The author of this post, a Tulsa-born social worker and parent of three children in the public school system, asked to remain anonymous
We hear a lot about the cuts to public programs that have been made in recent years as a result of the state’s endless budget crisis. Often a lot of numbers get tossed around, but we can lose sight of what the programs that are being cut mean for individual lives. Lives such as mine.
I attended Broken Arrow Academy from 2001 until I graduated in 2004. The BA Academy is one of over 250 alternative education programs that operate in the state to serve at-risk students. Prior to being accepted there, I was on the fast track to dropping out of high school entirely. I attended four different schools my freshman year. When I was in school, I ate lunch alone in the bathroom because I found the school of over 1,000 students overwhelming, and after so many transfers it became difficult to make friends.
My first day at Broken Arrow Academy was my first good day of school in years. As time progressed, I developed relationships with my teachers and school counselor. Those relationships helped me see school as a safe place and helped me continue to attend when things got rough.
Today, I have a bachelors’ degree in Psychology, and I work for a program that helps homeless veterans obtain housing. If it were not for the time I spent at Broken Arrow Academy, I would surely have dropped out. I was struggling socially, had little stability at home, and I was living in an environment that didn’t emphasize the necessity of obtaining an education. I was raised in a home that relied on food stamps and subsidized housing to get by. My mother was pregnant with me at 17, and in all likelihood I would have continued the cycle of poverty.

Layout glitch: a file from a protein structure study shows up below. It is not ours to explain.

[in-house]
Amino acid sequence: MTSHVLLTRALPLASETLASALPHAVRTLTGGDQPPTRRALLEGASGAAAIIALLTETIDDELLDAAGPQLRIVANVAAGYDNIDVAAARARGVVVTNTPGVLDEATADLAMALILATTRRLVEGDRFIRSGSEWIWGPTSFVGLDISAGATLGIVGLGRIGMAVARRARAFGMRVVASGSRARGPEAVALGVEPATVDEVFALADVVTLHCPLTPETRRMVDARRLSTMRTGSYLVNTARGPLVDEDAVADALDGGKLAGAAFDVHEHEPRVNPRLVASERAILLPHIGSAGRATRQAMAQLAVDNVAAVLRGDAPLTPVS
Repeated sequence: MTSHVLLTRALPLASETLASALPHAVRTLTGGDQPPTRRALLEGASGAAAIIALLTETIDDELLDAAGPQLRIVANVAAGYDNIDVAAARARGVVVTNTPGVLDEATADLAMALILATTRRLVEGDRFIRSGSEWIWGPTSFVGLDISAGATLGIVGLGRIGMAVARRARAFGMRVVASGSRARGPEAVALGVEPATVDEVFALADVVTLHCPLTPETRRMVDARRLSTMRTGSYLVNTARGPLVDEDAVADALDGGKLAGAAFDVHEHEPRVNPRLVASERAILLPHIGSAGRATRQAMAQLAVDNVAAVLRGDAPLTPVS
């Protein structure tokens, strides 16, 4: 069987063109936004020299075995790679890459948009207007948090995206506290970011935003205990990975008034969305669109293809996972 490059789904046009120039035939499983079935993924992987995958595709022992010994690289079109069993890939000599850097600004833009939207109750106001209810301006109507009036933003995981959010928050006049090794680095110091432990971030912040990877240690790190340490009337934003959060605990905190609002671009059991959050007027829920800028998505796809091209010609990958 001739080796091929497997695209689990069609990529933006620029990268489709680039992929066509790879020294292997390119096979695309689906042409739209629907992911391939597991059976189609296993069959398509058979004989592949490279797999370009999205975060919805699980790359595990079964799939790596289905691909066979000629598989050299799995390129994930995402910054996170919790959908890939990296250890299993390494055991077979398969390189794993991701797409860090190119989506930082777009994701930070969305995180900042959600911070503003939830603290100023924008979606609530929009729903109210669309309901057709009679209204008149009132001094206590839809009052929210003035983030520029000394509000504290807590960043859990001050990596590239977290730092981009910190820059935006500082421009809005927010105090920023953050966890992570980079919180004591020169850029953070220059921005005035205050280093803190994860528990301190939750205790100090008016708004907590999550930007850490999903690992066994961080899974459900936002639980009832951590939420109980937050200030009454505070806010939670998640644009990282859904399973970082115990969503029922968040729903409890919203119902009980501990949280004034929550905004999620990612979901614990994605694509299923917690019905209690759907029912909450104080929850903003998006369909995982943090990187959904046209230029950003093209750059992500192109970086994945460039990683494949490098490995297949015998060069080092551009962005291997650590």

I can vouch first-hand for the difference that alternative education made in my life. Most of the people I still have contact with from high school are also doing well. The studies that have been done on alternative education by the Oklahoma Technical Assistance Center find that students who are enrolled in Oklahoma’s alternative education programs are suspended less often, miss fewer days of school, have higher GPAs, and graduate at higher rates.
So why then has funding for alternative education been cut by more than half over the past eight years, including a 30 percent cut just this year?
“If it were not for the time I spent at Broken Arrow Academy, I would surely have dropped out. I was struggling socially, had little stability at home, and I was living in an environment that didn’t emphasize the necessity of obtaining an education.”
From my understanding of most of our state’s lawmakers, the general goal is to cut taxes and decrease spending. I can imagine that some are of the mind that cutting the funds from “problem kids” will result in less cuts for the rest of the children. So please, listen to me when I say, a cut in alternative education will provide minimal savings in the present and cost the state every dollar it saved and many, many more in the long run.
If you consider my story alone: I would have ended up relying on public food assistance and government housing to survive. If I got sick, I would have visited an emergency room and left others to cover the cost of the bill. I would have had children that relied on Soonercare and free lunches. I, very likely, would have continued the cycle for more generations to come.
Now, multiply that by thousands of students every year. Then add in the likelihood that many would be in and out of the criminal justice systems for much of their adult lives.
Instead, thanks to alternative education we are productive members of society. We pay taxes, have health insurance, provide for our families, and make sure they know the value of education and hard work.
Saving a dollar to sacrifice millions is NOT the answer, Oklahoma. It’s time that we start thinking ahead. Preventative programs like alternative school should be a priority for lawmakers who claim they want to cut spending. It’s not always as simple as saving a buck.
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